Tag Archives: partnerships

Building a Sustainable Market for Biodigesters in Vietnam – SNV World/EnDev

Since 2003, SNVWorld, with funding from the Netherlands Ministry of Foreign Affairs (DGIS), have been working to develop the biogas and biodigester sector in Vietnam. SNV to date have been providing technical assistance and developing financial capacity in conjunction with the country’s Ministry of Agriculture and Rural Development, with the Department of Livestock Production under the MARD acting as the implementing partner for the project. Vietnam is particularly suitable for the development of biodigester technology, given the high prevalence of livestock farming and the large heads of animals present in the country. In 2016, over 26 million pigs were raised in the country, and utilising the waste products from this livestock farming can provide significant benefits to the economy, as well as sustainability objectives. As of March 2017, the project has installed over 150,000 biodigesters in the country, with a further 80,000 having been installed under spin-off projects implemented by the MARD.

The project has not only focused on installations, but has sought to develop the capacity for a functional, self-sustaining market for biodigester technology in the country. To that end, as of March 2017 the project has created over 2,500 new jobs in rural areas of the country, and trained over 1,700 masons in the construction of biodigesters. The consumer-side has also been targeted by the project, with over 160,000 households receiving both pre-installation training on the use of biodigesters, and post-installation training on the maintenance of the digester chamber and the use of bio-slurry in agricultural applications.

Dome-type biodigester in rural Vietnam. Image: SNVWorld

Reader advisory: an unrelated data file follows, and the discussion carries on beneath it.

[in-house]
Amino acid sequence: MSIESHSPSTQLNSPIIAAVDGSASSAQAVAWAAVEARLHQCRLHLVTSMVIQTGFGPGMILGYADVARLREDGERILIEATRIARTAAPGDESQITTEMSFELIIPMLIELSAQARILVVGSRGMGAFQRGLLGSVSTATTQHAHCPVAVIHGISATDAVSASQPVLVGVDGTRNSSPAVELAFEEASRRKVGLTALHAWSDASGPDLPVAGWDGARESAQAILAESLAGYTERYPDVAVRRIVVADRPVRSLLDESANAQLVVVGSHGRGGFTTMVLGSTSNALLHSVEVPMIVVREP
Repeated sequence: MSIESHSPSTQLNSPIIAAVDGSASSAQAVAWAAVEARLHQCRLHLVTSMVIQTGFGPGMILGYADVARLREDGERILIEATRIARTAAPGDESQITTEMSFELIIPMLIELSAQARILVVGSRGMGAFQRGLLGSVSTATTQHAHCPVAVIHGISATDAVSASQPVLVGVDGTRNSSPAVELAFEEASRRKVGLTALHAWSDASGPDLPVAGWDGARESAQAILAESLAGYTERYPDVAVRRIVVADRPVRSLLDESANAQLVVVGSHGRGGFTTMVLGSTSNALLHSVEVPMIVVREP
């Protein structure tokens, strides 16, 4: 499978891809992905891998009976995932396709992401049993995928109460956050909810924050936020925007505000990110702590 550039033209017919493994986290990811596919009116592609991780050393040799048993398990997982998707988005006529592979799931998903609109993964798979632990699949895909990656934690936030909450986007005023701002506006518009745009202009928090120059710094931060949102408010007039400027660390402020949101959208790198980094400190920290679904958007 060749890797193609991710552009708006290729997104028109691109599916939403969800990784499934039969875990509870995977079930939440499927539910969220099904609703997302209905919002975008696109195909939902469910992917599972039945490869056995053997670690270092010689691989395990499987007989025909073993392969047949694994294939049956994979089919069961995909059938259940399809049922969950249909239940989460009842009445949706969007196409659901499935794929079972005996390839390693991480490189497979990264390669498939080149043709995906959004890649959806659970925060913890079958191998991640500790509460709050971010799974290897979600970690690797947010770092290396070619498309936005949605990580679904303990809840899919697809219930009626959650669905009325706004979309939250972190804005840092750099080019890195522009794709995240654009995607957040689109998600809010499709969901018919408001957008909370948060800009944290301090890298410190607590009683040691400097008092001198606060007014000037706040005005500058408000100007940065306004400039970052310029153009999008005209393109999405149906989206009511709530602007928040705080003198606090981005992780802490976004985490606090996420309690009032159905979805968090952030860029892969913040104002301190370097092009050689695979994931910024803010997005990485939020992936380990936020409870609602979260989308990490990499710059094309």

One of the innovative measures used to assist in developing a sustainable biogas sector in the country was implemented by the NGO EnDev in partnership with SNVWorld and the MARD. The NGO has recently implemented a Results-Based Financing (RBF) scheme in the country to promote the acceleration of biodigester construction, through empowering the supply-side of the biogas market to keep up with demand through subsidy. A financial incentive is provided for the construction and verification of each new biodigester, starting at US$50 for each new digester and falling over time. The intention is that the suppliers who receive this incentive can then reinvest the extra income in attracting more staff and scaling their businesses. The verification system is implemented through a novel online application developed in partnership with SNVWorld and AVKO, combining input data, photos and GPS locations translated to maps that are automatically updated with new information from the field. This system has replaced the traditional hard-copy form submission system for verification of new installations, streamlining the process for both EnDev and installers. The system is currently in use by 146 active installers in 18 provinces in Vietnam, and to date has verified over 35,000 biodigester installations.